Fatigue is the symptom which has been high on the agenda for research into its cause and cure.
It seems this is a sickness behaviour as a consequence of inflammation within the CNS.
It is probable that it is caused, at least in part, by inflammatory cytokines. Therefore, if you get rid of inflammation, fatigue may be reduced.
We first saw this with natalizumab and so it is the cases haematopoetic stem cell therapy and so.
Bose G, Atkins HL, Bowman M, Freedman MS. Autologous hematopoietic stem cell transplantation improves fatigue in multiple sclerosis. Mult Scler. 2018. doi: 10.1177/1352458518802544. [Epub ahead of print] BACKGROUND: Fatigue is a common problem in multiple sclerosis (MS) affecting as many as 90% of patients. The Fatigue Impact Scale (FIS) is a validated measure of fatigue in MS patients. The cause of fatigue in MS is likely multifactorial, with some evidence that ongoing central nervous system (CNS) inflammation is a contributing factor. Immunoablation and autologous hematopoietic stem cell transplantation (aHSCT) have been shown to halt ongoing CNS inflammation.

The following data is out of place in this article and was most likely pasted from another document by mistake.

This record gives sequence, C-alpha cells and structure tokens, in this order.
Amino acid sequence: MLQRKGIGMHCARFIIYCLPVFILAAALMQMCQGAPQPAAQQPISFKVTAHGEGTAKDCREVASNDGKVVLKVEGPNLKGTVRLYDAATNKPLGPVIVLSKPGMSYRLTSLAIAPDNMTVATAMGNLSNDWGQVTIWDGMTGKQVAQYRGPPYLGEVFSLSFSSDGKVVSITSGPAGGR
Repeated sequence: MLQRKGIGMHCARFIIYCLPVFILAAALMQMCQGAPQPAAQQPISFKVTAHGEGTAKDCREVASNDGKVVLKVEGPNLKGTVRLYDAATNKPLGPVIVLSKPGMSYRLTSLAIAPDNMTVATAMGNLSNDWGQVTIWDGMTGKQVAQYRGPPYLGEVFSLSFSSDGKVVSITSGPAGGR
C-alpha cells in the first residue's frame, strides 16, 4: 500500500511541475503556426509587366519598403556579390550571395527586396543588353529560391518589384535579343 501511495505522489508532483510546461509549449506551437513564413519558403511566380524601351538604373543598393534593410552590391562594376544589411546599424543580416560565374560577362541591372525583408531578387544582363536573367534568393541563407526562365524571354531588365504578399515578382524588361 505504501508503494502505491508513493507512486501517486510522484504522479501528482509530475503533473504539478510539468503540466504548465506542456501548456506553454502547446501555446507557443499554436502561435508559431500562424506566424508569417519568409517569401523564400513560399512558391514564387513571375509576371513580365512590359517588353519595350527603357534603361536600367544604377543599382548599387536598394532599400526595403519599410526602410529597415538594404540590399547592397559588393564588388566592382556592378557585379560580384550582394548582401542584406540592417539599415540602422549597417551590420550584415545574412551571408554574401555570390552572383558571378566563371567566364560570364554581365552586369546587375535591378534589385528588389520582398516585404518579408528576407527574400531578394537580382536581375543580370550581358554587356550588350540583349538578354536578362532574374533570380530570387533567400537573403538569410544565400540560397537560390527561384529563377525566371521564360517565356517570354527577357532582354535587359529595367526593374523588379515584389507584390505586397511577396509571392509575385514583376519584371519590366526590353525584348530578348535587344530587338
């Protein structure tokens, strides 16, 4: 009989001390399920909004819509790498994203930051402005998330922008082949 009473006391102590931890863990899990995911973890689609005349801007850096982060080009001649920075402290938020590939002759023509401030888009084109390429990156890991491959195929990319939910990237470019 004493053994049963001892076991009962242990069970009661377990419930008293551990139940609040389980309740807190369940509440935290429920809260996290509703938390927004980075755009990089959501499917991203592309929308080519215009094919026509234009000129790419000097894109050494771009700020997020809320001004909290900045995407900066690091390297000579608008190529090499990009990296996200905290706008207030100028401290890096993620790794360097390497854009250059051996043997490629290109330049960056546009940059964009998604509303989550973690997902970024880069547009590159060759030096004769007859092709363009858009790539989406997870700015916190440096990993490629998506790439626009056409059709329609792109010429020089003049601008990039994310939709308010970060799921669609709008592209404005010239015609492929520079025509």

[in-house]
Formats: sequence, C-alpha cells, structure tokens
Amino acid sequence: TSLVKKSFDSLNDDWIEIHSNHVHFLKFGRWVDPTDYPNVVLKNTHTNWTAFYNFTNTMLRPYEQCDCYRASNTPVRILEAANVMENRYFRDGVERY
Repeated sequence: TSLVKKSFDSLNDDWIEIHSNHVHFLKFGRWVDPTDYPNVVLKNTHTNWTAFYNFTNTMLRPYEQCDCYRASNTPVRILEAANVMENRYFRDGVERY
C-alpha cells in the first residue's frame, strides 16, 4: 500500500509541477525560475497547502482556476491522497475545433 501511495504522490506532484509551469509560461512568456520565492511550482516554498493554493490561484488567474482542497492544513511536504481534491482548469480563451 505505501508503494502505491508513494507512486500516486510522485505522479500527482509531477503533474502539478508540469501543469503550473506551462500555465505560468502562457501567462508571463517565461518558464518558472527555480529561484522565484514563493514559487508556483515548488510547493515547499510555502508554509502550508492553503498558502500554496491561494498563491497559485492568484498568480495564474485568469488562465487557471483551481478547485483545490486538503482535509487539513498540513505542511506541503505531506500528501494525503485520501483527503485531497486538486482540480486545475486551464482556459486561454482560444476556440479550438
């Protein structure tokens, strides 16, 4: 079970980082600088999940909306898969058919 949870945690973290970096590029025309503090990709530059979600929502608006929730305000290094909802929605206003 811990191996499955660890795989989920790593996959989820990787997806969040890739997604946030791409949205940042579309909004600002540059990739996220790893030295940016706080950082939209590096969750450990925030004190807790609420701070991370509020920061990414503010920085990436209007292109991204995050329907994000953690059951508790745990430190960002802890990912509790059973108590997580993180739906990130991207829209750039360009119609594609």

OBJECTIVE: To investigate whether halting all ongoing inflammation with aHSCT impacts FIS scores in patients with severe MS.
METHODS: In the Canadian aHSCT study ( ClinicalTrials.gov , NCT01099930), 23 patients underwent aHSCT and had FIS prospectively collected every 6 months for 36 months of follow-up. Change in FIS was analysed by repeated-measures analysis of variance (RMANOVA) with multiple linear regression to determine independent predictors.
RESULTS: The median FIS score decreased 36%, from 36 to 23 ( p = 0.001), and four patients had 100% reduction. Improvement in FIS correlated with lower age and Expanded Disability Status Scale at baseline, as well as increased independence as evidenced by a return to gainful employment and even driving.
CONCLUSION: Patients had significantly less fatigue on average after aHSCT. This may serve to better understand the contribution of ongoing CNS inflammation to fatigue peculiar to MS.